Landlords often argue that the mold was caused by incorrect use or ventilation behavior. The tenant side usually holds that there are construction defects or structural damage. Clear evidence of one side or the other is difficult.
The Supreme Court has issued a clear legal opinion here: The landlord is responsible for ensuring that an apartment can and is usable for residential purposes in the manner customary in the location. The tenant does not have to expect mold growth either at the beginning of the lease or over time. The fact that the formation of moisture can be traced back to "internal damp sources" (washing, cooking, showering, etc.) says nothing about misconduct on the part of the tenant who is entitled to normal use.
A tenant can therefore expect that an average ventilation behavior is sufficient. If the formation of mold cannot be prevented with normal ventilation, this is the responsibility of the landlord and not of the tenant.
Effect on rent
If the existing property becomes so defective during the life of the property through no fault of the transferee that it is unsuitable for the stipulated use, the lessee is exempt from paying interest for the duration and to the extent that the property is unusable. There is no rent reduction if the lessee is responsible for the impairment of use if he caused the defect himself. *
The tenants' association recommends consulting a lawyer before reducing the rent, because: If you pay less rent than required, you run the risk of a rent and eviction lawsuit. However, there is the option of sending a registered letter to the landlord or property manager, listing the impairments and declaring that the rent will only be paid subject to a rent reduction. According to the tenants' association, it is important to continue paying the rent in full. The declaration that the rent will only be paid under reserve makes it possible to go to court later and claim part of the rent as a rent reduction. An agreement with the landlord may be possible before this step.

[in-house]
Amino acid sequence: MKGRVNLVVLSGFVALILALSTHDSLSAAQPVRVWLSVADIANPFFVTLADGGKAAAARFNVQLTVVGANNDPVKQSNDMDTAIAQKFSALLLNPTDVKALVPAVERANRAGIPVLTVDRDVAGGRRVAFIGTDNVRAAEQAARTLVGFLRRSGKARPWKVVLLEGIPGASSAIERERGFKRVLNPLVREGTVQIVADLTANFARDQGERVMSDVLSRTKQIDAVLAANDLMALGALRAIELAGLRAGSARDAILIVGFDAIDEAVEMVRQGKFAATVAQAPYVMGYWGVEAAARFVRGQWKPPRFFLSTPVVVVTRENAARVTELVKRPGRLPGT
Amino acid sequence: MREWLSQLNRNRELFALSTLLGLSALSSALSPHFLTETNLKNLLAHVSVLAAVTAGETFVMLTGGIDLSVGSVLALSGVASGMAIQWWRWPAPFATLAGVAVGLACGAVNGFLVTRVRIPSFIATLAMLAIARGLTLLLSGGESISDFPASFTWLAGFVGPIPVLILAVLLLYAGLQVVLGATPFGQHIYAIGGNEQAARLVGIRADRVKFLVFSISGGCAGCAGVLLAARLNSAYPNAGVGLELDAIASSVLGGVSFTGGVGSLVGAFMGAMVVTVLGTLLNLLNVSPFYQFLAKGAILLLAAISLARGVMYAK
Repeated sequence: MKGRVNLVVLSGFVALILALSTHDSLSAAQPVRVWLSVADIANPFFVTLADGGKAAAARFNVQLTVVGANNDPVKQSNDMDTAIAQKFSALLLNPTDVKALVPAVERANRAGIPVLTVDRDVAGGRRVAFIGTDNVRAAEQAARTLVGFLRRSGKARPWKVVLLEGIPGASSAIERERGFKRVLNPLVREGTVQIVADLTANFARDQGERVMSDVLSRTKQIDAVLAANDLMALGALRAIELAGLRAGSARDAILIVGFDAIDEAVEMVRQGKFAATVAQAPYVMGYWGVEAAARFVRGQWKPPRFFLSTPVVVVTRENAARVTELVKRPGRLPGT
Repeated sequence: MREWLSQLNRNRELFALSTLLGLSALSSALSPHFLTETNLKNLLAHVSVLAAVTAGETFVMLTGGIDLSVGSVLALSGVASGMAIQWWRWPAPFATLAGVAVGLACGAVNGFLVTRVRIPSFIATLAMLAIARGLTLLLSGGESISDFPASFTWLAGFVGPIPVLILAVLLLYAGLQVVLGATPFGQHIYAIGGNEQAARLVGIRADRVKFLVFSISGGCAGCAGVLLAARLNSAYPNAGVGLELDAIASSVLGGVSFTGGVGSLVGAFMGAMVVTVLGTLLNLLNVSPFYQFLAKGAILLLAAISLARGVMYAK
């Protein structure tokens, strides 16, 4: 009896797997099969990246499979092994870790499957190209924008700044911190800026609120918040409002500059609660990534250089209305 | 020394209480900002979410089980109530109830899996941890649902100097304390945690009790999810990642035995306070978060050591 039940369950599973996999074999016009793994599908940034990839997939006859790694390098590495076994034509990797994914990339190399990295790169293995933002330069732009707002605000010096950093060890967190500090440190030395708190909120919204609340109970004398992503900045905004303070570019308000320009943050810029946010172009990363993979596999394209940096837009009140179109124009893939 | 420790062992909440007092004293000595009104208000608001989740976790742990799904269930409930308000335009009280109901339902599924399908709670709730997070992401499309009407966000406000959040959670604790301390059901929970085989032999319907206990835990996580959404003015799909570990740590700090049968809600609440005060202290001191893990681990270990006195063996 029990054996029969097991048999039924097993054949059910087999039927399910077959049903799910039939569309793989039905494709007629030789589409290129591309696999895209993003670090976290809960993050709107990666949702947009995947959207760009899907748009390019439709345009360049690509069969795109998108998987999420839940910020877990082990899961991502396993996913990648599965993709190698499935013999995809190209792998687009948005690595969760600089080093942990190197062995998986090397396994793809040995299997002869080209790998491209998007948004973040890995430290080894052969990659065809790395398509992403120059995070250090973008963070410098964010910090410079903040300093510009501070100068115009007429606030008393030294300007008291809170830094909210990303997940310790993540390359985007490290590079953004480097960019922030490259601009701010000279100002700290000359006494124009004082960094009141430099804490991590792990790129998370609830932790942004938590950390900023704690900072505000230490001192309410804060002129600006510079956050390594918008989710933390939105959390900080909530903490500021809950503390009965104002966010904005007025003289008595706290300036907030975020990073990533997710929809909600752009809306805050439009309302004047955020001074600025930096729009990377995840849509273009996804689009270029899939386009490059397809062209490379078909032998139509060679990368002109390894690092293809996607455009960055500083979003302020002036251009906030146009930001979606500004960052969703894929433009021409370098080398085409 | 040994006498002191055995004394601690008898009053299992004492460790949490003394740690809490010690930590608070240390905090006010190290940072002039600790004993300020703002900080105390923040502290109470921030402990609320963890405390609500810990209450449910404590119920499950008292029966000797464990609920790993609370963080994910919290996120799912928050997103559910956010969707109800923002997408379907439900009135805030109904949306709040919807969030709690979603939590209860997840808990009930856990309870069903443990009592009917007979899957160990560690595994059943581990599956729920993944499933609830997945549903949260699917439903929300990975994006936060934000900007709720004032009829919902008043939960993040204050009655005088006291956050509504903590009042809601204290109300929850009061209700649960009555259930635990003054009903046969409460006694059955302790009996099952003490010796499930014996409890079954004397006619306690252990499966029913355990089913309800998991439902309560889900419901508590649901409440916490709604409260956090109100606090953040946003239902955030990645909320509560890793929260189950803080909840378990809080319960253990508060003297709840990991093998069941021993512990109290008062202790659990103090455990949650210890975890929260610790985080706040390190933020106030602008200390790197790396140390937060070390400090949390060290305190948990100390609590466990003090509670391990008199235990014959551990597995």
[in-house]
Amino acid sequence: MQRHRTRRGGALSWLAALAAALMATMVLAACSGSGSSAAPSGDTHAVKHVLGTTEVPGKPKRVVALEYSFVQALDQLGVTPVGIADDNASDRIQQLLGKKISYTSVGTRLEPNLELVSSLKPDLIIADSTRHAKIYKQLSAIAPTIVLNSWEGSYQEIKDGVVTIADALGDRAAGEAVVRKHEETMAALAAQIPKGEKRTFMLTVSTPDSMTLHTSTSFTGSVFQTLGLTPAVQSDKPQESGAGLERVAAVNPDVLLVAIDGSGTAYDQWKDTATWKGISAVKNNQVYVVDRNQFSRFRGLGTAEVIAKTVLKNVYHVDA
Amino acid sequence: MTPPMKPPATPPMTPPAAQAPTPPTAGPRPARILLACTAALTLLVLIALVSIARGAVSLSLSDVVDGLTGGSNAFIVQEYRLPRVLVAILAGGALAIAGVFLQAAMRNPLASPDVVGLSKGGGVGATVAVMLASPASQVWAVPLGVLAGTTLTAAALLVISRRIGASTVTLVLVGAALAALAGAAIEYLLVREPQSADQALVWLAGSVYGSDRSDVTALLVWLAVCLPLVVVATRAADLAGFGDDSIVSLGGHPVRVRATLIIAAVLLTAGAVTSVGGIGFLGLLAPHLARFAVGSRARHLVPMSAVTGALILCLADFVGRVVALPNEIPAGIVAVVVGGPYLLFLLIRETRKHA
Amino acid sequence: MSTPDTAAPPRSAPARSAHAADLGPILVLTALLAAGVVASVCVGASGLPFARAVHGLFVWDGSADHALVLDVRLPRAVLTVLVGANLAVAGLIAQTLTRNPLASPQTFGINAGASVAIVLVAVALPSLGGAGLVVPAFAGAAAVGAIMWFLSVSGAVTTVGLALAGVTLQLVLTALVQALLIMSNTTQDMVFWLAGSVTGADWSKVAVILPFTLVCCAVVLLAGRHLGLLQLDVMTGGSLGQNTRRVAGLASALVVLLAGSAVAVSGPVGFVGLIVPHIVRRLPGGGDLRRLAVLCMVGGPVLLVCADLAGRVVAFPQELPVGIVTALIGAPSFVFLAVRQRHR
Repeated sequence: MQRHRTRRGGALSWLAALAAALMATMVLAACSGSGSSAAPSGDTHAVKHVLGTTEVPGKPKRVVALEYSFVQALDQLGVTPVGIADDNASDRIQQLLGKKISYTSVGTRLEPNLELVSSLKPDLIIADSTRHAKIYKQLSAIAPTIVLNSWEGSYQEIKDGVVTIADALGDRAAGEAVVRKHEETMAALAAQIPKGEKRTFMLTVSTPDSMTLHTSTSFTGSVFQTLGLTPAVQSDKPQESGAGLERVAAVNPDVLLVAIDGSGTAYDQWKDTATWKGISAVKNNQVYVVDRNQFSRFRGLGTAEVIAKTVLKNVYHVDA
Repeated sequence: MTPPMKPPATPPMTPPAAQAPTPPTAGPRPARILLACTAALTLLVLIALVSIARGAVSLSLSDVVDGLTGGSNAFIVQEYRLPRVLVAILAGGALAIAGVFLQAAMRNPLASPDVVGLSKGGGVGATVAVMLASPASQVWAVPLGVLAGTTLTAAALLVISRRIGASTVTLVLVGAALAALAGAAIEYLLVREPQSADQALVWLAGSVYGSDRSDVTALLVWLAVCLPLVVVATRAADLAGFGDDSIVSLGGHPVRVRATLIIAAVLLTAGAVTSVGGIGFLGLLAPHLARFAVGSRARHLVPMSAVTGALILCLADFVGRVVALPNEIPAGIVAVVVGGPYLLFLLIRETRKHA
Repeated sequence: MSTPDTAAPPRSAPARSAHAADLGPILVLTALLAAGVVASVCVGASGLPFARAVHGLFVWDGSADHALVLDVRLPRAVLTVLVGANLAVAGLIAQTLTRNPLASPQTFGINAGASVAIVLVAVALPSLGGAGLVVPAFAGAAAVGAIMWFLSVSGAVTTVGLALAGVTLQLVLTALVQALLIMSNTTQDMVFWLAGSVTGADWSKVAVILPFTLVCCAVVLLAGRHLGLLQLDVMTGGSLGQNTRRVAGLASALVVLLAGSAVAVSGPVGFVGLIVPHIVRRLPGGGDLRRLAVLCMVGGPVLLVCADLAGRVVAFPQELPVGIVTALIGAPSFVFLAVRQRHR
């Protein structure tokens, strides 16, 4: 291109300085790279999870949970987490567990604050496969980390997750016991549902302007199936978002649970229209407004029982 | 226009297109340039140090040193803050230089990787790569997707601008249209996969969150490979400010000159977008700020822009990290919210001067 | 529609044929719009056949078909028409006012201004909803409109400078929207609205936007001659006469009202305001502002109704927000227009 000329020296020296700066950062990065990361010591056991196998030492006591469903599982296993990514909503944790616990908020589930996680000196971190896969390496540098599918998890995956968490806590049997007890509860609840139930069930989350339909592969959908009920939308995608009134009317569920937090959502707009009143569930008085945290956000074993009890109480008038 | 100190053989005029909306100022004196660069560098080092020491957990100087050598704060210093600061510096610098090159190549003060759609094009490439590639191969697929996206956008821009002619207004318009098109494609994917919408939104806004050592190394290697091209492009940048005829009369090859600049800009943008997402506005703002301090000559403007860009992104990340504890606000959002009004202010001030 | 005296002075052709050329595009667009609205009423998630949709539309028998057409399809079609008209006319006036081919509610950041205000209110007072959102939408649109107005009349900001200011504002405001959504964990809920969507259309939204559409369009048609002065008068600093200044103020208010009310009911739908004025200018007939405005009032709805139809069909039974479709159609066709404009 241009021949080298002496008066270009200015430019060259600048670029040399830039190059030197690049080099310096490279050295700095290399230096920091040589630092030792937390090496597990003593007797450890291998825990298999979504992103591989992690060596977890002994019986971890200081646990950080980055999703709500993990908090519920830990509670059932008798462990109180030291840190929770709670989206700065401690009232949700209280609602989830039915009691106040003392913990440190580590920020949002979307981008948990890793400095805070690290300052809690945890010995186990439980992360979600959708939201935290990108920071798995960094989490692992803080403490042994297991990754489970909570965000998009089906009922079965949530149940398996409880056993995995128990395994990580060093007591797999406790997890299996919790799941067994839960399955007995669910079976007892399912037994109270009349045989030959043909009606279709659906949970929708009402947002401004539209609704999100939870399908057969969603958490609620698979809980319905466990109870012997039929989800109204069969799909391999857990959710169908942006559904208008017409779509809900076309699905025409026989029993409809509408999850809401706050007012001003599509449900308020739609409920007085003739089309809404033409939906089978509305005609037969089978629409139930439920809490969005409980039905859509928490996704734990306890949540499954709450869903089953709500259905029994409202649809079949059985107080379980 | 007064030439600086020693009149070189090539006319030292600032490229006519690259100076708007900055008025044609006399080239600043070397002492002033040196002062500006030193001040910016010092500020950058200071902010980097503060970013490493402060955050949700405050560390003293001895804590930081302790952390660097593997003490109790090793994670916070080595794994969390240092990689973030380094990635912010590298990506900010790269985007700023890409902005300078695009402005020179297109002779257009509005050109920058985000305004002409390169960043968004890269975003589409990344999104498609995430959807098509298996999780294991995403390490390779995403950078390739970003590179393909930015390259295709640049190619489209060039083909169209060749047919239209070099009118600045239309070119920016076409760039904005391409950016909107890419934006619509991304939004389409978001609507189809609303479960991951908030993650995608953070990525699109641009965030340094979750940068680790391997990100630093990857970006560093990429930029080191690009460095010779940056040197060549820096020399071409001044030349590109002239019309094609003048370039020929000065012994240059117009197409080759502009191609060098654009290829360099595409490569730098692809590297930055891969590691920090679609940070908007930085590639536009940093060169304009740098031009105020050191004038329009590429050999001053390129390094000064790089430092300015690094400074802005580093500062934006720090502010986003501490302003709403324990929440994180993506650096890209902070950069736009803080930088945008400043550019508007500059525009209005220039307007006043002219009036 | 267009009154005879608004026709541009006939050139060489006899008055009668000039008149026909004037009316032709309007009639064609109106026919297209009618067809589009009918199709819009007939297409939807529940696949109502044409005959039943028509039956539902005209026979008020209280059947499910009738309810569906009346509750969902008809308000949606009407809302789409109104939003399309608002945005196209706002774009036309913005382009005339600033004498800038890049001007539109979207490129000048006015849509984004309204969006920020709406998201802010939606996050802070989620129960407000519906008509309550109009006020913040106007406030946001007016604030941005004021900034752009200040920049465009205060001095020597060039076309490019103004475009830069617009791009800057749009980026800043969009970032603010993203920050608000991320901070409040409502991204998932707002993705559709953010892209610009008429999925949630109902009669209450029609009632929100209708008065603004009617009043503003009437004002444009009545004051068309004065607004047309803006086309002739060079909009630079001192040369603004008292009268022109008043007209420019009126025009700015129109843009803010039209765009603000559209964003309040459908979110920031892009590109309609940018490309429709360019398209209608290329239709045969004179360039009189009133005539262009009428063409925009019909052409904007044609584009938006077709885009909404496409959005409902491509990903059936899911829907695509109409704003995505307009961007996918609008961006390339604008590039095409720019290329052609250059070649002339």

Our tip for the landlord:
Before handing over an apartment for rent, check that the apartment is free from mold. This makes sense not only by visual inspection but also by measuring the room air, since the mold can be hidden in the masonry, behind cladding, etc.
And after mold remediation has been carried out, ask for proof of measurement that the mold has actually been completely removed.
Our tip for the tenant:
If you suspect mold growth (visible or hidden), report this immediately - preferably in writing - to the property management or the landlord. Cover it with photos and possibly a mold measurement. Unfortunately, the mold is all too often hidden and not visible (behind built-in cupboards, cladding, etc.), but still releases the spore load into the room air. Signs of this can be a musty smell - similar to a cellar. Or if residents in certain rooms show allergic reactions.
Mold is a hygienic problem and can lead to health problems and should therefore not be tolerated in living spaces.
If you have any questions, please contact us with your concerns: firstname.lastname@example.org
* Source: OGH